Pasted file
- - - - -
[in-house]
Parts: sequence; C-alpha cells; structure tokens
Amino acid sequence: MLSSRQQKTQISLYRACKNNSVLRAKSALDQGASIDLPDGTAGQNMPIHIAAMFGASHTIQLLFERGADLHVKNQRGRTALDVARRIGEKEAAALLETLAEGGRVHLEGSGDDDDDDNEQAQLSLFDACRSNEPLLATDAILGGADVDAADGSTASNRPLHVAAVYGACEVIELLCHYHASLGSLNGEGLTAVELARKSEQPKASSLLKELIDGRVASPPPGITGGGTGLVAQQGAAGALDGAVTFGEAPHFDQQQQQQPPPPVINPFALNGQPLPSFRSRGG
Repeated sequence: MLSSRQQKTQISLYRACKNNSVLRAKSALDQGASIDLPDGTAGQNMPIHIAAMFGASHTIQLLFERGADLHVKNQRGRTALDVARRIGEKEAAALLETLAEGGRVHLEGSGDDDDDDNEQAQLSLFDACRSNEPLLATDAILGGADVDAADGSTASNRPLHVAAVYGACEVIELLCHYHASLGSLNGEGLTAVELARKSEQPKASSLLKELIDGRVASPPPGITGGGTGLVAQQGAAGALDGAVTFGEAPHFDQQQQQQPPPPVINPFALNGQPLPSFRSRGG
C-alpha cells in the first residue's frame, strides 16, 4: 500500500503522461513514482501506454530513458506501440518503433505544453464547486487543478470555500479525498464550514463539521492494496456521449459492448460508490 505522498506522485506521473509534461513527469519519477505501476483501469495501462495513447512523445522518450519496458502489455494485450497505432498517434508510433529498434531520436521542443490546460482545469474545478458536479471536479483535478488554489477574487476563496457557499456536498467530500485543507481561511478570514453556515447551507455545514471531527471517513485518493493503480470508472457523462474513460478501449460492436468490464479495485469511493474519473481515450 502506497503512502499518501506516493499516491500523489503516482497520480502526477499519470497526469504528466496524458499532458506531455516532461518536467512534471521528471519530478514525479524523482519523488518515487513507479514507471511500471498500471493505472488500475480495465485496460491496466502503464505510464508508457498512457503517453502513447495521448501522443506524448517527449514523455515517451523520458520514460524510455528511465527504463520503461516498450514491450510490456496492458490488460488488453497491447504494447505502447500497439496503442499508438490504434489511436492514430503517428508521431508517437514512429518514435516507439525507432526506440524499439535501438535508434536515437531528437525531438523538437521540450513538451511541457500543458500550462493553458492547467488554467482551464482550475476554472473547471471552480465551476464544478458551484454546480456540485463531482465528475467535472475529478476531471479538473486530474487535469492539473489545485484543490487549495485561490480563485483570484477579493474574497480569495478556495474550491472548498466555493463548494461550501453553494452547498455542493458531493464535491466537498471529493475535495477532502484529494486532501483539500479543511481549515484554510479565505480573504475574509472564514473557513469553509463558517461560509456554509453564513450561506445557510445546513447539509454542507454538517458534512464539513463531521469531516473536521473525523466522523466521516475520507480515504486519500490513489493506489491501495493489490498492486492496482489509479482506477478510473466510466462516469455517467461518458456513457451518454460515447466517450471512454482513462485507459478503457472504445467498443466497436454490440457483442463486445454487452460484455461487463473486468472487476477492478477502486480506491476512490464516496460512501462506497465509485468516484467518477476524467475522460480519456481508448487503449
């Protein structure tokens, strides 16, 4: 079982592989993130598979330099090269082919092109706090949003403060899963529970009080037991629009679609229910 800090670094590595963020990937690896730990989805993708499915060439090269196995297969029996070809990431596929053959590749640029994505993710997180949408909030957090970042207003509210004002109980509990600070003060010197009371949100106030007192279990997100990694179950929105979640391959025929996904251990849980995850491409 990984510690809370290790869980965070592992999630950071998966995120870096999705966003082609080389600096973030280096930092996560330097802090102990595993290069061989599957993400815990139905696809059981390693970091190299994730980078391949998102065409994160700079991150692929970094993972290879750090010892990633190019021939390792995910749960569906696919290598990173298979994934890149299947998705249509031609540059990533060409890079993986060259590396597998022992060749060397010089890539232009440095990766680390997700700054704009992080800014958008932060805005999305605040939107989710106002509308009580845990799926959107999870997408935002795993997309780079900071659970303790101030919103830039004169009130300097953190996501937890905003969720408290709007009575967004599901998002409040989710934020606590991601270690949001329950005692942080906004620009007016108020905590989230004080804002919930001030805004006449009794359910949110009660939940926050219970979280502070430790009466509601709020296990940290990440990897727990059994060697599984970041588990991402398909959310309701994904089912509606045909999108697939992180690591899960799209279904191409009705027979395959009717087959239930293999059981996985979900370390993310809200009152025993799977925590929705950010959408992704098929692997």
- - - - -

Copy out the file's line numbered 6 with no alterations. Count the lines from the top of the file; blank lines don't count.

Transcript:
């Protein structure tokens, strides 16, 4: 079982592989993130598979330099090269082919092109706090949003403060899963529970009080037991629009679609229910 800090670094590595963020990937690896730990989805993708499915060439090269196995297969029996070809990431596929053959590749640029994505993710997180949408909030957090970042207003509210004002109980509990600070003060010197009371949100106030007192279990997100990694179950929105979640391959025929996904251990849980995850491409 990984510690809370290790869980965070592992999630950071998966995120870096999705966003082609080389600096973030280096930092996560330097802090102990595993290069061989599957993400815990139905696809059981390693970091190299994730980078391949998102065409994160700079991150692929970094993972290879750090010892990633190019021939390792995910749960569906696919290598990173298979994934890149299947998705249509031609540059990533060409890079993986060259590396597998022992060749060397010089890539232009440095990766680390997700700054704009992080800014958008932060805005999305605040939107989710106002509308009580845990799926959107999870997408935002795993997309780079900071659970303790101030919103830039004169009130300097953190996501937890905003969720408290709007009575967004599901998002409040989710934020606590991601270690949001329950005692942080906004620009007016108020905590989230004080804002919930001030805004006449009794359910949110009660939940926050219970979280502070430790009466509601709020296990940290990440990897727990059994060697599984970041588990991402398909959310309701994904089912509606045909999108697939992180690591899960799209279904191409009705027979395959009717087959239930293999059981996985979900370390993310809200009152025993799977925590929705950010959408992704098929692997």